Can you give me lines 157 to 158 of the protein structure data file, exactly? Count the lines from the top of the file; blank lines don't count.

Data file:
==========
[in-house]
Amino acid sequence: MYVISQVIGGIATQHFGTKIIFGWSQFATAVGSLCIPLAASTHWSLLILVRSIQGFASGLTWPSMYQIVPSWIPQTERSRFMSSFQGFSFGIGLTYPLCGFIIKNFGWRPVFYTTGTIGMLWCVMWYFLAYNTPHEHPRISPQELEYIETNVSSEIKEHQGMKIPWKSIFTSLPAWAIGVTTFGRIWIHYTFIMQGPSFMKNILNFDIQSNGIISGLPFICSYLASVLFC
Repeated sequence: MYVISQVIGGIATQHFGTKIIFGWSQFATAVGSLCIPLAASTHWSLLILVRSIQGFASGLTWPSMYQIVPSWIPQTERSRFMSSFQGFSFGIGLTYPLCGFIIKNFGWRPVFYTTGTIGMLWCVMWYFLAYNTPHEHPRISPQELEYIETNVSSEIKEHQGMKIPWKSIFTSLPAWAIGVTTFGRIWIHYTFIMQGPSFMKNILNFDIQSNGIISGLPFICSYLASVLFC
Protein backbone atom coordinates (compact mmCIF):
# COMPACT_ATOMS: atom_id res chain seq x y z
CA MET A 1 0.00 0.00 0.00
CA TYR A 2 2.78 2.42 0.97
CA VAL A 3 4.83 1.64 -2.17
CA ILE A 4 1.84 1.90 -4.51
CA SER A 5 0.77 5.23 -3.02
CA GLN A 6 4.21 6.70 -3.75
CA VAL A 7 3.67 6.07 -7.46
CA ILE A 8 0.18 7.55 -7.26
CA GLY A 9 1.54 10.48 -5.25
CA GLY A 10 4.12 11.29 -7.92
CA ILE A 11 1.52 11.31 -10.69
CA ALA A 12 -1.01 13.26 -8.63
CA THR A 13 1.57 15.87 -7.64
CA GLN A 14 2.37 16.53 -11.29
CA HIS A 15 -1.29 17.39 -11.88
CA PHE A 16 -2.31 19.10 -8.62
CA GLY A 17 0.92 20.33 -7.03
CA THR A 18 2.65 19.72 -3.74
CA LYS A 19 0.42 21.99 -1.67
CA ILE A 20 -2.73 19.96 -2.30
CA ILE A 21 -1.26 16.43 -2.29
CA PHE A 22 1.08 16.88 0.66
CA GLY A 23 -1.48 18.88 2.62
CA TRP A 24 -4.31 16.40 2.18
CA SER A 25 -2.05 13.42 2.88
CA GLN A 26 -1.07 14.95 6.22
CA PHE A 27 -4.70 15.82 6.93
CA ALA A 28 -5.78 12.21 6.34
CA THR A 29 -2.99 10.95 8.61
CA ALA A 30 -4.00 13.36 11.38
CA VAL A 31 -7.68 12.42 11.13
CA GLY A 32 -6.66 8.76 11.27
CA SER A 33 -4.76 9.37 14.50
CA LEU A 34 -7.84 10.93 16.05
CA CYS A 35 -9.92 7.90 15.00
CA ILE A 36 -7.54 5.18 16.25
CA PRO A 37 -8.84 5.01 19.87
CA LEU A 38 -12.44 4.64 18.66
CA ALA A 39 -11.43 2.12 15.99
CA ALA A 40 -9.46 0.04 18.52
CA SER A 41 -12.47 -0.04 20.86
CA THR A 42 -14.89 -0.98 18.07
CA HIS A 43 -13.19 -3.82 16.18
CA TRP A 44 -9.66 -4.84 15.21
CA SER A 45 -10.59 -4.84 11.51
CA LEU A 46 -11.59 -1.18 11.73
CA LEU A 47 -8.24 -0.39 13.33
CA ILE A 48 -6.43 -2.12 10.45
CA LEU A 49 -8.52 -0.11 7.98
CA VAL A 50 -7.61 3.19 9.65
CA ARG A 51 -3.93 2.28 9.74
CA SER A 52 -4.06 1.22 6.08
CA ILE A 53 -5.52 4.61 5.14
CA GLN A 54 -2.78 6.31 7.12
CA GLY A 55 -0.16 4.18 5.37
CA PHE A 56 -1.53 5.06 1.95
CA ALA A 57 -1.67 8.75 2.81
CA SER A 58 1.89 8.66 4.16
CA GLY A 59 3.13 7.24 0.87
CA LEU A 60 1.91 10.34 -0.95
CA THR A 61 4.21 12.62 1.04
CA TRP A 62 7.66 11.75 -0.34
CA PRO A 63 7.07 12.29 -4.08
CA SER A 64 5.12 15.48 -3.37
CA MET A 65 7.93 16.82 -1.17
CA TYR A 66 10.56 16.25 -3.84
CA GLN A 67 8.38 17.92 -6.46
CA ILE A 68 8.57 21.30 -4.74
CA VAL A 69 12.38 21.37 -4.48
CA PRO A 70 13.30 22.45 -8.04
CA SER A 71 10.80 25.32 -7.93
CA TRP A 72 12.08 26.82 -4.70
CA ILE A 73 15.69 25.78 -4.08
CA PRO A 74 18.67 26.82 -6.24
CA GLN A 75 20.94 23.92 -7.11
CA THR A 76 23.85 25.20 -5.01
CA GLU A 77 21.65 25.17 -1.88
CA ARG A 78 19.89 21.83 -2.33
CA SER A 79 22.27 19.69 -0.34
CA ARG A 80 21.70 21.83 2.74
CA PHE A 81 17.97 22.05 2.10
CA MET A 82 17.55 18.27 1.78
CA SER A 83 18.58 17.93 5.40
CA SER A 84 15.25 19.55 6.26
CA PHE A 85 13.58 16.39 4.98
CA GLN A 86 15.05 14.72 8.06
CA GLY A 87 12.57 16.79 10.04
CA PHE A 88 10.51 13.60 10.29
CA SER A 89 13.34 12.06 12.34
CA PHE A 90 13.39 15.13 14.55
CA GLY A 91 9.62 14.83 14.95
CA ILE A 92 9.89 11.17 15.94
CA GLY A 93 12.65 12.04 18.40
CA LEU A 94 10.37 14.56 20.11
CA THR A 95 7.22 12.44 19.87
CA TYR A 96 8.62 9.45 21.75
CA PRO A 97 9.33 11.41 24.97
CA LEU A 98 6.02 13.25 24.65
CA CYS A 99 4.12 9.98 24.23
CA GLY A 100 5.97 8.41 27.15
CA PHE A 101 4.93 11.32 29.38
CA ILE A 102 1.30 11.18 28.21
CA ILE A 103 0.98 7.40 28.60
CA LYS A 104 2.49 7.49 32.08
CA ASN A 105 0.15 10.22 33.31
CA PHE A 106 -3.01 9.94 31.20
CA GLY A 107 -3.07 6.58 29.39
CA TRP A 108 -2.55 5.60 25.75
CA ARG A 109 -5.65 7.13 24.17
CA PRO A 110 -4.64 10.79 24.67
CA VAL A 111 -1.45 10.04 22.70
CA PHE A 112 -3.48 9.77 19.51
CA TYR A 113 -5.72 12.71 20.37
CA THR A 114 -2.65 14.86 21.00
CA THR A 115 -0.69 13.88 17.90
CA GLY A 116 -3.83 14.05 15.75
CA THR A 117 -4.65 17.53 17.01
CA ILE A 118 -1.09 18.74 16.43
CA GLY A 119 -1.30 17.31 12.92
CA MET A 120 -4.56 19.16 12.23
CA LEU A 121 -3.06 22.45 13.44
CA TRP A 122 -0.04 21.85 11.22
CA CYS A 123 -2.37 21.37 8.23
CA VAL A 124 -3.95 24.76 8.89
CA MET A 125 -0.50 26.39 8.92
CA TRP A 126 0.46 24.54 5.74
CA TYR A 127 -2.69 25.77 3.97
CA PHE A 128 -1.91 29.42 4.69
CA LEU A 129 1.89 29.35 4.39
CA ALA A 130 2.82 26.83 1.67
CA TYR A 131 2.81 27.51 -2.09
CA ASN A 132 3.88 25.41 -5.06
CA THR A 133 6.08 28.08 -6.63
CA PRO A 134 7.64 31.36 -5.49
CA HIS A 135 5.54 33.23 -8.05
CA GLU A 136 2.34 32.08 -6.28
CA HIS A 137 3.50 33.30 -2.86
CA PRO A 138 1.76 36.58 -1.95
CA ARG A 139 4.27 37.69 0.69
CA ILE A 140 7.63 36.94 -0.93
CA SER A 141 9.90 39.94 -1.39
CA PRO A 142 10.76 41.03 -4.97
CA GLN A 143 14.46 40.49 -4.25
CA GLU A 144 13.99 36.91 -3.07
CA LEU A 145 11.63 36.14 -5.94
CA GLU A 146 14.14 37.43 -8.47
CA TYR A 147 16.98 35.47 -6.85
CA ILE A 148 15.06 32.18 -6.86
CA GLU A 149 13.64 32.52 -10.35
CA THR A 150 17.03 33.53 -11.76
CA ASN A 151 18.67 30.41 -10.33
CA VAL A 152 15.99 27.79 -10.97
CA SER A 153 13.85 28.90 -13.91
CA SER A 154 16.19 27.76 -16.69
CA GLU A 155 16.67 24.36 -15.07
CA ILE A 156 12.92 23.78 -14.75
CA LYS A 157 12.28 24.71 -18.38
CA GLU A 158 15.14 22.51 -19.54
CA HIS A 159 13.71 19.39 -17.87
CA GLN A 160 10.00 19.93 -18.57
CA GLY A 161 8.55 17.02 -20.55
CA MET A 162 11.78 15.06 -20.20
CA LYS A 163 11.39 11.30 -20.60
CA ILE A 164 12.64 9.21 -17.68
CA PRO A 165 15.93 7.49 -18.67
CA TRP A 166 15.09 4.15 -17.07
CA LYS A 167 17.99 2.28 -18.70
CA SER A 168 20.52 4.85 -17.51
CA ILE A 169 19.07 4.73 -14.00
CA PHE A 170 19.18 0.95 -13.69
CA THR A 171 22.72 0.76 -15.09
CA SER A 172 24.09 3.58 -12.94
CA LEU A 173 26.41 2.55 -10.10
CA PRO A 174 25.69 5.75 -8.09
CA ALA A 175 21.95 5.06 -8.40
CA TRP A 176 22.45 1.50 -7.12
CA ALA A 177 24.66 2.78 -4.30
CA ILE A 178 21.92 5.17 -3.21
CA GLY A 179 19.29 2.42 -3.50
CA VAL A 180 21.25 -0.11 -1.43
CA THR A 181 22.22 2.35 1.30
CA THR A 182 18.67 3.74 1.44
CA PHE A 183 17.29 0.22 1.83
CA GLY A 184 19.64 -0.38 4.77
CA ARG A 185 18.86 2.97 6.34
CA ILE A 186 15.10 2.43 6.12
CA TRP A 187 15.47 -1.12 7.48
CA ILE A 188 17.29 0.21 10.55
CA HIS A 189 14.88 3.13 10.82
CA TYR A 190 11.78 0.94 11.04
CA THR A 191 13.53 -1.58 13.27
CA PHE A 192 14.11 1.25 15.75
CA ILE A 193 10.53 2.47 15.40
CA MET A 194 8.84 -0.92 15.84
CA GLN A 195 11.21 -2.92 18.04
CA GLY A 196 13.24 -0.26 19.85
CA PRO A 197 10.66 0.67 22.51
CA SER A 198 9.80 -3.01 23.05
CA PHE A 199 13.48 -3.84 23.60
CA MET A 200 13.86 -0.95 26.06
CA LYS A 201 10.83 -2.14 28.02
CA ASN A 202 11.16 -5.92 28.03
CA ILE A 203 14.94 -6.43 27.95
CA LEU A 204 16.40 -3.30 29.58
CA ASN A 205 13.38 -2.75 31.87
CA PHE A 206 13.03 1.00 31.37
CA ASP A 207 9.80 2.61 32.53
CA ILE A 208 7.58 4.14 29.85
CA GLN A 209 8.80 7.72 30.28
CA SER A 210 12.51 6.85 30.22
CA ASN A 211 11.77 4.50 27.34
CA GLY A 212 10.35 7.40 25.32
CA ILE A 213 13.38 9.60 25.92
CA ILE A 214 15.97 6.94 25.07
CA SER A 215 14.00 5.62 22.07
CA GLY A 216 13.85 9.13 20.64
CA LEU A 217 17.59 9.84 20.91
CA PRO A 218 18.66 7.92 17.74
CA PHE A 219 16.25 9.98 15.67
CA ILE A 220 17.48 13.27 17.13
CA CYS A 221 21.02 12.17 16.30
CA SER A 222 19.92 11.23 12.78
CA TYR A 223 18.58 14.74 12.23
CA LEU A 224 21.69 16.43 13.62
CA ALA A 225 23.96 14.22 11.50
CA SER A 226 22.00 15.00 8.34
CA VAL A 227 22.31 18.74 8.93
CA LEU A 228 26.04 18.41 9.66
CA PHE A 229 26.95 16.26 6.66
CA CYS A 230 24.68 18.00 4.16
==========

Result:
CA VAL A 152 15.99 27.79 -10.97
CA SER A 153 13.85 28.90 -13.91